Entrepreneur honored for efforts to improve city

Q&A

September 27, 1994|By Phyllis Brill | Phyllis Brill,Sun Staff Writer

Erwin Rubin celebrated his 10th anniversary over the weekend as the proud owner of a Baltimore furniture business.

They were perhaps the most challenging 10 years since he came to this country as a Romanian refugee in 1966, because drug trafficking, crime and violence now plague the Southwest Baltimore community surrounding his store in the 1900 block of W. Pratt St.

Mr. Rubin, 48, owner of Pratt Discount Home Furnishings and organizer of the Pratt Street Merchants Association six years ago, was honored for his community service on Saturday by a band of community leaders with a handful of proclamations from city officials.

"He's one of the finest examples of a human being I've ever seen. He'll help anyone who wants to help themselves," said Michael Keeney, president of Communities Organized to Improve Life (COIL), an umbrella group of 52 community and business organizations and churches in Southwest Baltimore.

As vice president of COIL, Mr. Rubin has a hand in an adult literacy program, the local senior center, seminars for new homeowners, a "children's hour" reading group, and more. He's also on a drug task force formed by the mayor's office.

Q: What was it like growing up in Communist Romania in the 1950s?

A: I remember that many days I had nothing at all to eat. There was no bread in the house. The stores just had no merchandise. Bread, flour, cooking oil and sugar were rationed for quite a few years. People would stand in line, beginning at 3 a.m., and when the store opened, only a few would get meat and dairy food.

Q: How were you able to come to America?

A: I got a tourist passport to visit a sick aunt in Israel. I flew to Italy and was to take a ship from there. But when I got to Italy I went to the American Embassy to seek asylum. I had to work in Italy two years before I got a visa to the United States.

Q: What did you encounter when you finally arrived?

A: I was almost 20, and I was on my own. I rented a room from an older couple in Pimlico. They were like my guardians, really, because they were very good to me and I was at that age where I could go two ways.

Q: How did you come to be selling furniture?

A: I met a man, Justin Weinberg, through the couple I was living with. He had a clothing business, and he asked me to come work for him. I tried it three days and liked it. I stayed 16 years, selling and collecting door-to-door.

When the company closed in 1982, I formed my own to sell door-to-door. Then in 1984, I bought a business on Pratt Street and opened my own furniture store. Seven years later we opened a second store three doors down.

Q: You make it sound easy.

A: It was a challenge. I couldn't speak more than 10 words of English when I got my first job, but people were very nice to me, and I like dealing with the public. I worked very hard. In 28 years, I don't think I took a total of even two months for vacation. Even my honeymoon was only a weekend.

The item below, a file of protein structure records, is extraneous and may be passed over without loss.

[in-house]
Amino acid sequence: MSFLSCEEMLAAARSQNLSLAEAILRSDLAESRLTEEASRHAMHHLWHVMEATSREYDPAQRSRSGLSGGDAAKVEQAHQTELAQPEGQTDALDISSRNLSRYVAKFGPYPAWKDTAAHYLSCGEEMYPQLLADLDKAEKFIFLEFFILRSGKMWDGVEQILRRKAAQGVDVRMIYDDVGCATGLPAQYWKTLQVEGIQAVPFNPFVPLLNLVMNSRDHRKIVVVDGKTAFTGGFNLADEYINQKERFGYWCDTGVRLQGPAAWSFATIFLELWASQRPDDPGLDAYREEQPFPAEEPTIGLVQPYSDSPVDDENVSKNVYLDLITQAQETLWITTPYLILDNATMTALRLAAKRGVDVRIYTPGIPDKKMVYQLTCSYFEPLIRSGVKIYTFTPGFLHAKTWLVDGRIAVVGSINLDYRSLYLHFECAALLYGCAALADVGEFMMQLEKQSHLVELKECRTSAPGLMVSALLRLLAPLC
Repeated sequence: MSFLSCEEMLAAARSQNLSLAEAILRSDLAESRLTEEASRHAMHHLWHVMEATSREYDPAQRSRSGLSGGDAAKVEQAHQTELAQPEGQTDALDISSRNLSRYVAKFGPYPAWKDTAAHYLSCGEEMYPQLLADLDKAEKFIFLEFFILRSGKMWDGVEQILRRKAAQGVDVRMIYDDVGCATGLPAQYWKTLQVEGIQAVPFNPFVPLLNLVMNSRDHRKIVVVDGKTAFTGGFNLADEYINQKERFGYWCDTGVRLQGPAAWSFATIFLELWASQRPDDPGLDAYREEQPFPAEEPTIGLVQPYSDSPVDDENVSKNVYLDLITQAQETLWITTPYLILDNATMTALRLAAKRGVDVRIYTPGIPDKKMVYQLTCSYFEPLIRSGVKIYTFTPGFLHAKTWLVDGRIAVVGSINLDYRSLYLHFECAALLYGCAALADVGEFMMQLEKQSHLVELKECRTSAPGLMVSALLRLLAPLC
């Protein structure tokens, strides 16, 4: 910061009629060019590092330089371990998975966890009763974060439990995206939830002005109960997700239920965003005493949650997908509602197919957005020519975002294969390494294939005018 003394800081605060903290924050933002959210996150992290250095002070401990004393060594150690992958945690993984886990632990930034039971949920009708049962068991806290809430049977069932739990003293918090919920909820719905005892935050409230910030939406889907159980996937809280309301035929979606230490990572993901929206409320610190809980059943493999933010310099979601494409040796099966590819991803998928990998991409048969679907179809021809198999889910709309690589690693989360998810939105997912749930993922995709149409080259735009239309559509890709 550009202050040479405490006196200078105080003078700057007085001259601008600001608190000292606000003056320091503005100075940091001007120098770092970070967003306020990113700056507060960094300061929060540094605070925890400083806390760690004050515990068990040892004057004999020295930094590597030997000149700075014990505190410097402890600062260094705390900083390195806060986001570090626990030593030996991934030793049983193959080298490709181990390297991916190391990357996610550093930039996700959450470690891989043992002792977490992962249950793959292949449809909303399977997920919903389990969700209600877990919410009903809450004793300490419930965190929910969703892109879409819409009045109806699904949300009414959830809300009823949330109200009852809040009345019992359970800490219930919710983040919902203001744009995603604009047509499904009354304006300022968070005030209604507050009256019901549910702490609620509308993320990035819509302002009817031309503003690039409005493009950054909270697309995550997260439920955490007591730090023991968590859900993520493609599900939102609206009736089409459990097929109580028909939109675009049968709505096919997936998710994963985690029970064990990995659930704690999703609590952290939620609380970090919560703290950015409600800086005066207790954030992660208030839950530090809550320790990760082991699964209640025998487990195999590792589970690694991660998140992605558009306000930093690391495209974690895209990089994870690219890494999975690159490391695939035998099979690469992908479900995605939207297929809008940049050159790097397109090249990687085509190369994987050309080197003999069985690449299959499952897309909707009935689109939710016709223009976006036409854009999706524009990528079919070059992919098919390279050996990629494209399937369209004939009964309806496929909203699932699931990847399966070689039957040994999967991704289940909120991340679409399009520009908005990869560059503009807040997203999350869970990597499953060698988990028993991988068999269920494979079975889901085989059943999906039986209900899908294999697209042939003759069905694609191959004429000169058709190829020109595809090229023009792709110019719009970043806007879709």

Q: Has it paid off, all that work?

A: I still think this is the greatest country in the world. But some people are ruining what we have. In this neighborhood where I have my stores, crime and drugs are taking over. Some of my old customers say they are scared to come back.

Q: Do you think the city is losing its fight against drugs?

A: I don't know. I do know that this neighborhood has changed tremendously in the last four years, and I'm afraid the city has given up on us.

Q: It's a complex problem. What do you think can be done?

A: First, we need the attention of city officials. This area is not a dumping ground. There should be a task force with cooperation from the mayor and City Council and judges and state's attorney and police.

Police are doing a great job; they put their lives on the line. But judges have to use punishment. Rehabilitation doesn't work for someone who breaks the law over and over.

Q: Do you think your tough stance on crime comes from the deprivation you saw in Romania?

A: I know that in Romania, I respected the police. Maybe the only good thing about communism was that we had law and order.

Q: What do you think of the recent events in your homeland, the toppling of Communist regimes in Romania and elsewhere?

A: It is good that finally people woke up and saw there was another type of government. But it will be a long time before things get better, because freedom brings troubles, too.

[For one thing,] freedom favors the criminal element. There are now killings and robberies. Crime is a big problem in all the former Communist countries.

Q: Are you saying that a person can have too much freedom?

A: Freedom is nice, but when a person cannot come out and sit on her steps because some young punks chase her back inside, where is her freedom?

Q: You're talking about Baltimore again, aren't you?

A: Yes, in this neighborhood, there is no freedom now. We try to get the community involved. And we try to get the politicians involved. But we can only do so much.

Q: Yet, you are still fighting?

A: I've thought about giving up, but why should I be changed by the bad element? The city cannot afford for merchants like me and others to give up. You have to work positively.

Q: How can you be so hopeful when increasing crime and the drug trade are taking the streets away from your neighborhood?

A: I love this country. This country gave me things I never dreamed I'd have when I was growing up. I still believe that with hard work, anyone can have something good here.

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